folderThe United States Department of Labor’s Mine Safety and Health Administration (MSHA) has released a preliminary report indicating the work-related deaths of 37 miners in 2011. Of the deaths, 21 occurred at coal mines and 16 occurred at metal/non-metal mines. This statistic is nearly half of those reported in 2010 (71 reported deaths). This is the second-lowest reported number of deaths since 1910.

Of the fatalities, 12 took place at surface coal mines, 11 at surface non-mental/metal mines, nine in coal mines beneath the ground, and five at underground metal/non-metal mines. The leading cause of mine deaths in 2011 was machinery-related deaths, contributing to nine deaths. The larger coal-producing states such as Alabama, Pennsylvania, Illinois, and Utah reported no mine-related deaths for the year.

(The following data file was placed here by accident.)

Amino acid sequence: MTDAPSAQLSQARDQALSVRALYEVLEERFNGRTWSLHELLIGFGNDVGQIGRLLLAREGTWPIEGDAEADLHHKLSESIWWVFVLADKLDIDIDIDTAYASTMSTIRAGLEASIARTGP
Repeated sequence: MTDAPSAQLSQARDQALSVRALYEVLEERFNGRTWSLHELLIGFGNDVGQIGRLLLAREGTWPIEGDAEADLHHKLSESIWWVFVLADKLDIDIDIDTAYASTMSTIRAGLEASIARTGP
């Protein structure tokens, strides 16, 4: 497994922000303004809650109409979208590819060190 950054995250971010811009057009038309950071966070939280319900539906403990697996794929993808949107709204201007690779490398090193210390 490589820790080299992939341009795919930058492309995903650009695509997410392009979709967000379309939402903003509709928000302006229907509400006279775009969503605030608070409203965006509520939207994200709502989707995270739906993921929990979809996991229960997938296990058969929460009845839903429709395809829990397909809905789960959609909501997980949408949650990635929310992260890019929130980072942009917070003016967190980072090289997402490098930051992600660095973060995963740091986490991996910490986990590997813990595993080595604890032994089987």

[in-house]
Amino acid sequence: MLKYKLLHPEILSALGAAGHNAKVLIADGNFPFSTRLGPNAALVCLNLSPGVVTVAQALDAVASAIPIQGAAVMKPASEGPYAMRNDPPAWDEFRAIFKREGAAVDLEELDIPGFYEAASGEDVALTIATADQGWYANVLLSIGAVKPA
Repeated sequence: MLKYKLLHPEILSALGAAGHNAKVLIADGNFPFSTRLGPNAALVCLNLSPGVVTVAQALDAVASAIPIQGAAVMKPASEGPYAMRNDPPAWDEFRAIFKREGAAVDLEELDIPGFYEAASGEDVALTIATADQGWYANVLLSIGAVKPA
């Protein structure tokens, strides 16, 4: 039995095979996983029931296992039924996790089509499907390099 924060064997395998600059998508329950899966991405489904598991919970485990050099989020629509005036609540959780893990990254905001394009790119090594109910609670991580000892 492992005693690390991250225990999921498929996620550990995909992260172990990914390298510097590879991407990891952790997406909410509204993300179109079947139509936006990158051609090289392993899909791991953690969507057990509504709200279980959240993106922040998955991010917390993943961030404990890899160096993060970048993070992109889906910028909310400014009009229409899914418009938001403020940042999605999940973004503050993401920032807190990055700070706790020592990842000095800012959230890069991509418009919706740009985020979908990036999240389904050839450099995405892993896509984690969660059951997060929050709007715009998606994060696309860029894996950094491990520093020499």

The MSHA, in an effort to limit and prevent mine-related fatalities, has increased mining surveillance measures and inspection at underperforming mines, launched safety initiatives requiring mining operations to focus on common causes of fatalities, and best-practice initiatives aimed at giving guidance and understanding of compliance responsibilities.

By the numbers, in 2011, the highest number of mine deaths occurred in Kentucky (eight deaths), West Virginia (six deaths), and Ohio (three deaths). Alaska, Idaho, and Minnesota reported two deaths each. States reporting one death include Arizona, Colorado, Florida, New York, Iowa, Montana, Nevada, New Mexico, North Carolina, Pennsylvania, Utah, Virginia, Washington, and Wyoming.

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